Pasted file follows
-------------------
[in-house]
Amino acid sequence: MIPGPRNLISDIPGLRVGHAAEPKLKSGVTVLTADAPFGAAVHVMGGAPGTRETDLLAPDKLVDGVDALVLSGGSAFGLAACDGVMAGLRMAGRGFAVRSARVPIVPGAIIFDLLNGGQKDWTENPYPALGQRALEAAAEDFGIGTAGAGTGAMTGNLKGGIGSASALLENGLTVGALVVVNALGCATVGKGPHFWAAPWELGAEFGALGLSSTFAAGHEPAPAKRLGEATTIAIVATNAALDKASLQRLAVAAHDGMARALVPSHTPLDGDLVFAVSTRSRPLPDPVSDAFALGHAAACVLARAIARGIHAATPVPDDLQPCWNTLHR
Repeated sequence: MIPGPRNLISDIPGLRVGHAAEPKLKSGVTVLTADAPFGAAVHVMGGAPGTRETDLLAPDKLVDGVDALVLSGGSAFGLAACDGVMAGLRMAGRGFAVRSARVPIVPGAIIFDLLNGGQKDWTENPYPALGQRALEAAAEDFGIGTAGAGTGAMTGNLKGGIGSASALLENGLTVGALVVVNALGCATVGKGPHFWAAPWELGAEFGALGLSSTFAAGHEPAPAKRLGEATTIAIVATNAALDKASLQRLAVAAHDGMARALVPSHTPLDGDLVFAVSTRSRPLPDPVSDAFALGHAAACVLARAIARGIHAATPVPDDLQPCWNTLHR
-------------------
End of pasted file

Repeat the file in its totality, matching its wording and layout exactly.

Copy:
[in-house]
Amino acid sequence: MIPGPRNLISDIPGLRVGHAAEPKLKSGVTVLTADAPFGAAVHVMGGAPGTRETDLLAPDKLVDGVDALVLSGGSAFGLAACDGVMAGLRMAGRGFAVRSARVPIVPGAIIFDLLNGGQKDWTENPYPALGQRALEAAAEDFGIGTAGAGTGAMTGNLKGGIGSASALLENGLTVGALVVVNALGCATVGKGPHFWAAPWELGAEFGALGLSSTFAAGHEPAPAKRLGEATTIAIVATNAALDKASLQRLAVAAHDGMARALVPSHTPLDGDLVFAVSTRSRPLPDPVSDAFALGHAAACVLARAIARGIHAATPVPDDLQPCWNTLHR
Repeated sequence: MIPGPRNLISDIPGLRVGHAAEPKLKSGVTVLTADAPFGAAVHVMGGAPGTRETDLLAPDKLVDGVDALVLSGGSAFGLAACDGVMAGLRMAGRGFAVRSARVPIVPGAIIFDLLNGGQKDWTENPYPALGQRALEAAAEDFGIGTAGAGTGAMTGNLKGGIGSASALLENGLTVGALVVVNALGCATVGKGPHFWAAPWELGAEFGALGLSSTFAAGHEPAPAKRLGEATTIAIVATNAALDKASLQRLAVAAHDGMARALVPSHTPLDGDLVFAVSTRSRPLPDPVSDAFALGHAAACVLARAIARGIHAATPVPDDLQPCWNTLHR